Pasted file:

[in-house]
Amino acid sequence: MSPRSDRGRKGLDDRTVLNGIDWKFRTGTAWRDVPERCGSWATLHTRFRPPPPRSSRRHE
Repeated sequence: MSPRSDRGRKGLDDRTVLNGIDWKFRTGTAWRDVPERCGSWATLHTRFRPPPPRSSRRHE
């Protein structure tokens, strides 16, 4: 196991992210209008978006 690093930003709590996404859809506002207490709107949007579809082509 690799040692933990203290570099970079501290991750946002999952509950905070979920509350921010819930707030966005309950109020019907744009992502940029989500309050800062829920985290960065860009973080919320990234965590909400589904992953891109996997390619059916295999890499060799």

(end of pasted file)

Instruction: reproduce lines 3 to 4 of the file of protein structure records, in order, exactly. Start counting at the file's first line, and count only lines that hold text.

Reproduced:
Repeated sequence: MSPRSDRGRKGLDDRTVLNGIDWKFRTGTAWRDVPERCGSWATLHTRFRPPPPRSSRRHE
């Protein structure tokens, strides 16, 4: 196991992210209008978006 690093930003709590996404859809506002207490709107949007579809082509 690799040692933990203290570099970079501290991750946002999952509950905070979920509350921010819930707030966005309950109020019907744009992502940029989500309050800062829920985290960065860009973080919320990234965590909400589904992953891109996997390619059916295999890499060799």